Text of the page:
Posted by: Mike Cornelius | August 29, 2021

The PGA Tour’s Playoff Path Needs More Potholes

Patrick Cantlay won the BMW Championship Sunday, beating Bryson DeChambeau on the sixth hole of a sudden-death playoff.  The victory put Cantlay in the driver’s seat for the FedEx Cup and its $15 million payday as the PGA Tour heads to the season’s final event, the Tour Championship.  The Cup points leader heading into that tournament, Cantlay will start play at 10-under par, with the remaining twenty-nine golfers in the field teeing it up from two to ten strokes behind, based on their place in the standings.

To the casual observer, the first two events going to extra holes and that mammoth prize waiting for someone at East Lake Golf Club in Atlanta next Sunday evening will be confirmation that for all the adjustments and changes that have been made to the FedEx Cup Playoffs over the years, all is well with the postseason format of golf’s preeminent professional Tour.  But like a fast green with subtle breaks, looks can be deceiving.

While the BMW and last week’s Northern Trust each gave fans the drama of sudden death, both events did so after the players at the top of the leader board scorched the two playoff courses.  This week it was Caves Valley in Owings Mills, Maryland.  The private club has hosted USGA and LPGA tournaments since opening thirty years ago, but the BMW was its first PGA Tour event.  Cantlay and DeChambeau, who began the final round tied for the lead and remained so eighteen holes later, finished regulation play at a whopping 27-under par. 

Last week the venue was Liberty National Golf Club, with its stunning views of the Manhattan skyline and the Statue of Liberty.  The course has hosted a playoff event multiple times, sharing the duty for the Northern Trust with TPC Boston for the past few years, and was also the site of the Presidents’ Cup in 2017.  At this year’s playoff tournament, eventual winner Tony Finau and Cam Smith were both 20-under par after 72 holes.  One year ago, when the Northern Trust was played thirty minutes south of Boston, winner Dustin Johnson signed for a four-day total of 30-under par.  While Johnson all but lapped the field, runner-up Harris English’s final score of 19-under was more than good enough to win at many of the Tour’s weekly stops.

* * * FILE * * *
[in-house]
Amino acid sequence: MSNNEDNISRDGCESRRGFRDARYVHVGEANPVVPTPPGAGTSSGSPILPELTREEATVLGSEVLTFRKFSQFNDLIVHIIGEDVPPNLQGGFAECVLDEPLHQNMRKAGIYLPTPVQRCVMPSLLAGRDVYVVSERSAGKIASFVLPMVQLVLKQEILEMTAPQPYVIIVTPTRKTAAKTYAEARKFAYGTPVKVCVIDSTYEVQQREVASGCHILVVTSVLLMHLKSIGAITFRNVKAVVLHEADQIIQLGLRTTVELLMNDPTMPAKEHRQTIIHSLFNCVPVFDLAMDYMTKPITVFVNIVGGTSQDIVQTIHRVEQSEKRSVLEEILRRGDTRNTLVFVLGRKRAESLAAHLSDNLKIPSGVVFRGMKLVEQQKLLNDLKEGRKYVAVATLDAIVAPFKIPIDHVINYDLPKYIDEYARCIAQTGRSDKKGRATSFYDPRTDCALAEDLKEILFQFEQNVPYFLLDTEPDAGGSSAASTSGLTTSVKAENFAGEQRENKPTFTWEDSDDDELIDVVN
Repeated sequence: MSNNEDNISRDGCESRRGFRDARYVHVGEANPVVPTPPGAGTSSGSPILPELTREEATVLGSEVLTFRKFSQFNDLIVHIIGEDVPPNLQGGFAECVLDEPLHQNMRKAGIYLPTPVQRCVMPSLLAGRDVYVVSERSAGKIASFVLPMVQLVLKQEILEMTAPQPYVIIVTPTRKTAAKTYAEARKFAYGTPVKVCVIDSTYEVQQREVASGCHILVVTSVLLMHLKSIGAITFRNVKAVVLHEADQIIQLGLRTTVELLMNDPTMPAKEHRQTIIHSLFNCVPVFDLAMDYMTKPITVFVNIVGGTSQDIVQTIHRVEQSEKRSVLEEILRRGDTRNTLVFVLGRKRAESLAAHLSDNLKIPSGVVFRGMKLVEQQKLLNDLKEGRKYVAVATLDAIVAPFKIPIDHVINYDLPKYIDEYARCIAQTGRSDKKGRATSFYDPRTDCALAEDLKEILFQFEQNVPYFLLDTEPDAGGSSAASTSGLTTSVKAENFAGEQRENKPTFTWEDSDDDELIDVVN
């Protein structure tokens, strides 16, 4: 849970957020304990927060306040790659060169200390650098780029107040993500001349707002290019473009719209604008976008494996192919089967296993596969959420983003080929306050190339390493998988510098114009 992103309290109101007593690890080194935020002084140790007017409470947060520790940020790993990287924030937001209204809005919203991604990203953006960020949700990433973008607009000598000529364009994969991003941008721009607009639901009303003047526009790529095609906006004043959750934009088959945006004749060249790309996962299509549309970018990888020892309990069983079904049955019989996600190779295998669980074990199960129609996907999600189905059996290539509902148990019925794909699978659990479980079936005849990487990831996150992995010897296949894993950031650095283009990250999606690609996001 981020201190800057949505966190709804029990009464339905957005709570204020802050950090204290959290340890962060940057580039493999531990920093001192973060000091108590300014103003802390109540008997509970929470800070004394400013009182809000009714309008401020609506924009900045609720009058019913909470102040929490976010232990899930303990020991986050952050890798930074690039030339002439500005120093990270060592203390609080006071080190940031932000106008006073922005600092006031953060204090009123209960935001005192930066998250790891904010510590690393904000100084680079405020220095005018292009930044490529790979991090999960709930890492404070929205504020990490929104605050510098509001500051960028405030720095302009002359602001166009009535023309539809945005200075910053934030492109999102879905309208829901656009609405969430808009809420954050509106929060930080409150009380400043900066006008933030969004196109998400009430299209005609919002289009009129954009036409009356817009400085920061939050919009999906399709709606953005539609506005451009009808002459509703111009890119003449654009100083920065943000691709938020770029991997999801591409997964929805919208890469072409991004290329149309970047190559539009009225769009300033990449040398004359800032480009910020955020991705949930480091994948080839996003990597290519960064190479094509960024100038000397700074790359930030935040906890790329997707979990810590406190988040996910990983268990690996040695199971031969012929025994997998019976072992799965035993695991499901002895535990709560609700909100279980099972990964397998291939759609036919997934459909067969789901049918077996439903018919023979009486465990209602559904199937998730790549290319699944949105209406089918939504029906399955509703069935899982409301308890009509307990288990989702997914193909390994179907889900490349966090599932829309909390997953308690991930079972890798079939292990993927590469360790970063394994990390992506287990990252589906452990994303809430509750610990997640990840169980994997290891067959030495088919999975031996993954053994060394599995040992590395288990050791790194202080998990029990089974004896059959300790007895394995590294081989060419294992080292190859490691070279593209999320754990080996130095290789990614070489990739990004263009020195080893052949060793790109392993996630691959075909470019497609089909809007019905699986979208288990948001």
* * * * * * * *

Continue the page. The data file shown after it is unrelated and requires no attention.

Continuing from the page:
But shouldn’t the playoffs be something other than just another weekly stop for the PGA Tour’s traveling circus?  The answer to the equivalent question in other sports is “absolutely.”  Whether the trophy being sought is named after a former coach (NFL), league boss (NBA), the guy who donated it almost 130 years ago (NHL), or just for the generic position of owner’s lackey (MLB), everyone knows that come playoff time, players raise their game, and the action is even more intense than usual.  But the PGA Tour, which sets up every tournament’s course to its liking, seems content to have the venues for at least its first two postseason events play like they were hosting an Insurance Company Open in the middle of May.

To be sure, no fan is about to confuse these tournaments with the majors, and to be fair, because golf is played outdoors in a natural setting (relatively speaking), weather can disrupt the best-laid plans to have a course play tight and fast.  It’s likely that Caves Valley was softer than the Tour might have wished after the Baltimore area was visited by persistent rain in the days leading up to the tournament.  But while it should not be expected that the playoff events will serve as a late summer reprise of the U.S. Open, par should still mean something.  At the Northern Trust, a golfer had to be under par after two rounds just to make the cut.  And at the BMW, where there was no cut, every player in the field was in red numbers by the end of the tournament.

The counterpoint, that birdies and eagles are more exciting to watch than golfers scrambling to make par, is very much a matter of opinion.  Was watching DeChambeau make back-to-back eagles on Saturday, given Cave Valley’s wide fairways and soft greens, more compelling than seeing him save par by getting up and down from 150 yards out after hitting his drive into the creek to the right of the 18th hole during the playoff?  Whatever one’s answer, the reality is that a course set up for scoring turns any tournament into a putting contest.  Given that, it’s no wonder that Cantlay won, since the Tour’s putting stats had him gaining more than 3.5 strokes per round with the flatstick.  But if the purpose of the playoffs is to award the best golfer, the venues should test all aspects of the game.

That’s likely to be the case at East Lake, where the true best score, setting aside the phony starting adjustments the Tour has used since 2019, is typically around 10-under.   But since that’s true at the last stop of the FedEx Cup Playoffs, the obvious question is, why does the PGA Tour wait so long?

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